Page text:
Author: George G. Szpiro
The Poincare Conjecture was one of Topology's most challenging puzzles for over 100 years.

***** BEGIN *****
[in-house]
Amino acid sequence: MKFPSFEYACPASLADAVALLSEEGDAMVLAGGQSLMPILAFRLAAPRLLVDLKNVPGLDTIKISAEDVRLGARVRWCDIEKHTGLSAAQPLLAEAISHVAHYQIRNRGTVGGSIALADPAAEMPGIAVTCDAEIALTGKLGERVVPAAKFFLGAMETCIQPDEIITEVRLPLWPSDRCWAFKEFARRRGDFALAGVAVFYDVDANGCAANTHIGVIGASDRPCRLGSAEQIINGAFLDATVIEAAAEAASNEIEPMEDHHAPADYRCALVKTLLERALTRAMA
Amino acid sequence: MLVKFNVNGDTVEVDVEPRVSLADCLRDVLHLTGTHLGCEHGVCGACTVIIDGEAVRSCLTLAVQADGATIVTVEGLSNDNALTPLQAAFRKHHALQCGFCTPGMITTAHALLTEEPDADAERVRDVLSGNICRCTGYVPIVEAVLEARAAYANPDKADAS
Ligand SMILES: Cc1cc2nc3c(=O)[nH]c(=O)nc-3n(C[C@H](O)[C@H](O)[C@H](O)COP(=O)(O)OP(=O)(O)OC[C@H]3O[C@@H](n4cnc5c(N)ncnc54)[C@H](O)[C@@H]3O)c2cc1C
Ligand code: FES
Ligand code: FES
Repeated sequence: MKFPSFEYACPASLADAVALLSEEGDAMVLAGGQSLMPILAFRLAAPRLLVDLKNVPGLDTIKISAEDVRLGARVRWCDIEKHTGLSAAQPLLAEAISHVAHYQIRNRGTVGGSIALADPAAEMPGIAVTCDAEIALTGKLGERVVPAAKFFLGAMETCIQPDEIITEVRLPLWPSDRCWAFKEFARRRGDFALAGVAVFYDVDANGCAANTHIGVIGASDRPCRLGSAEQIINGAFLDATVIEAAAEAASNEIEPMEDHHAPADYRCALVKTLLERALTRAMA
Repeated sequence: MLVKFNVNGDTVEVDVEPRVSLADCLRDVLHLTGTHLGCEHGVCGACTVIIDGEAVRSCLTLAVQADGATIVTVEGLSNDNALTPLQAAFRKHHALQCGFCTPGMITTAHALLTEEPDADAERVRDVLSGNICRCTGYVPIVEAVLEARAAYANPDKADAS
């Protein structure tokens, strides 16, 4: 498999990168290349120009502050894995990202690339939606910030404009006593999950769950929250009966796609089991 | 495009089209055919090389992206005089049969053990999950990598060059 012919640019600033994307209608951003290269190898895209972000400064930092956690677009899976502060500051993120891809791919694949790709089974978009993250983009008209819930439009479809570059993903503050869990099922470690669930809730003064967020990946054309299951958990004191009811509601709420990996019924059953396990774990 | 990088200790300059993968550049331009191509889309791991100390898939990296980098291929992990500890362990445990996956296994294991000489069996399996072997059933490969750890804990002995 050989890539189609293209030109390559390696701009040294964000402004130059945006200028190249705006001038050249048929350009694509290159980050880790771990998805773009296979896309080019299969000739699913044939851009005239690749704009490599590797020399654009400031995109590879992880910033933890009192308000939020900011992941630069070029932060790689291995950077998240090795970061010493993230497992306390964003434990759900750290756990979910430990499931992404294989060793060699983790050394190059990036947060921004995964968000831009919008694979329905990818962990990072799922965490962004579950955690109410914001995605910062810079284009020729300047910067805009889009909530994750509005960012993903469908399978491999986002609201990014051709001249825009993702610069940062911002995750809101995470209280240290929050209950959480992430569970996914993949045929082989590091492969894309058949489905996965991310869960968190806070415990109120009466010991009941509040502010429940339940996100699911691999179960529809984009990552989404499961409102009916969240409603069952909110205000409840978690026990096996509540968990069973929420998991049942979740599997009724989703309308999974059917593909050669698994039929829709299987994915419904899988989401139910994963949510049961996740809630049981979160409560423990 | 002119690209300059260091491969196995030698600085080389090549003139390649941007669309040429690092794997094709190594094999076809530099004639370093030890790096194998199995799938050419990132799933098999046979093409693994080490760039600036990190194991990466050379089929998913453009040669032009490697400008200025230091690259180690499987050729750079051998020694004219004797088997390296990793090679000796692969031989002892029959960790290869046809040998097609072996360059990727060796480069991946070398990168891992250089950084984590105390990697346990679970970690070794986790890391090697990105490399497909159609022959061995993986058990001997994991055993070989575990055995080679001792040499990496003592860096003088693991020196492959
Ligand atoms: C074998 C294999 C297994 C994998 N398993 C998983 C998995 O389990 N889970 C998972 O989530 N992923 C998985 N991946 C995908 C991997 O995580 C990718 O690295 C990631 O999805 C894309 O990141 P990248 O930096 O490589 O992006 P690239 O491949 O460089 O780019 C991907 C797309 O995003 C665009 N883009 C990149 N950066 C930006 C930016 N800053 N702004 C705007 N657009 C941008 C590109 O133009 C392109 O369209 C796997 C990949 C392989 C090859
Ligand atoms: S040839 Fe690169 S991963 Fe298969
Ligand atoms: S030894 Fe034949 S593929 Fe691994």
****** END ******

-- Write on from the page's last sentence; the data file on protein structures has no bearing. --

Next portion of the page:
In this book, George Szpiro tells the story of how Poincare's innocent looking conjecture kept mathematicians busy for close to a century. I'll admit topology is not my favorite branch of Mathematics, but I still enjoyed the book a great deal. The book contains colorful accounts of the lives of the mathematicians that, one way or another, contributed towards solving this problem. Poincare is a fascinating character on its own right, and the biographical details in this book are well worth reading. Along the way towards a solution, many other mathematicians (some quite colorful "characters"), are also described. The story of course ends with the solution by the reclusive Russian mathematician Grigori Perelman, a man that surprised everyone by refusng the highest honor and prize in his profession: the Fields Medal. The author managed to write a book about mathematics without writing a single formula. Not sure if this is something that would have improved the intelligibility of the book given that topology is a highly complex branch of Mathematics, and much background would be required to understand it. The book reads more like a novel than a technical book, and is accessible to anyone. Recommended..